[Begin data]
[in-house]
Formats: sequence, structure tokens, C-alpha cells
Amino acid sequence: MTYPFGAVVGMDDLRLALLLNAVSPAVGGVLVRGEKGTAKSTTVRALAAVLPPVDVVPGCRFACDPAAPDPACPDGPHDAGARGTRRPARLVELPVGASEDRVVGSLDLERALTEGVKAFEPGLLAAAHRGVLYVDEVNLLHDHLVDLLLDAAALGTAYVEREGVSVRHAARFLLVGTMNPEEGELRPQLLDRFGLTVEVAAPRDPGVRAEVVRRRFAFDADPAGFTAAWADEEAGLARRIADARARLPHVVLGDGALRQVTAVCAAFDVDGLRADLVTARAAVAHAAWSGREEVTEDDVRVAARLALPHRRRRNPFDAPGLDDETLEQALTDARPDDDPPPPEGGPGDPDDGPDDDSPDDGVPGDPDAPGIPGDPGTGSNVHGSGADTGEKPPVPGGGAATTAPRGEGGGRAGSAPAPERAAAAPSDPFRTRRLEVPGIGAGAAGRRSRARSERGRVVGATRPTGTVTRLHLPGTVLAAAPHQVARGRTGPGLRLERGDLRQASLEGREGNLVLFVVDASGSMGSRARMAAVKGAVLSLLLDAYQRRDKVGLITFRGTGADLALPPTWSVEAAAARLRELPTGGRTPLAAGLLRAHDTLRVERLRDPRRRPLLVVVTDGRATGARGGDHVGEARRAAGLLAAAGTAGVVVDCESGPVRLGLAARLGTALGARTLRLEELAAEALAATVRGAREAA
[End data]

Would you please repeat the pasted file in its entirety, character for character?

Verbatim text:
[in-house]
Formats: sequence, structure tokens, C-alpha cells
Amino acid sequence: MTYPFGAVVGMDDLRLALLLNAVSPAVGGVLVRGEKGTAKSTTVRALAAVLPPVDVVPGCRFACDPAAPDPACPDGPHDAGARGTRRPARLVELPVGASEDRVVGSLDLERALTEGVKAFEPGLLAAAHRGVLYVDEVNLLHDHLVDLLLDAAALGTAYVEREGVSVRHAARFLLVGTMNPEEGELRPQLLDRFGLTVEVAAPRDPGVRAEVVRRRFAFDADPAGFTAAWADEEAGLARRIADARARLPHVVLGDGALRQVTAVCAAFDVDGLRADLVTARAAVAHAAWSGREEVTEDDVRVAARLALPHRRRRNPFDAPGLDDETLEQALTDARPDDDPPPPEGGPGDPDDGPDDDSPDDGVPGDPDAPGIPGDPGTGSNVHGSGADTGEKPPVPGGGAATTAPRGEGGGRAGSAPAPERAAAAPSDPFRTRRLEVPGIGAGAAGRRSRARSERGRVVGATRPTGTVTRLHLPGTVLAAAPHQVARGRTGPGLRLERGDLRQASLEGREGNLVLFVVDASGSMGSRARMAAVKGAVLSLLLDAYQRRDKVGLITFRGTGADLALPPTWSVEAAAARLRELPTGGRTPLAAGLLRAHDTLRVERLRDPRRRPLLVVVTDGRATGARGGDHVGEARRAAGLLAAAGTAGVVVDCESGPVRLGLAARLGTALGARTLRLEELAAEALAATVRGAREAA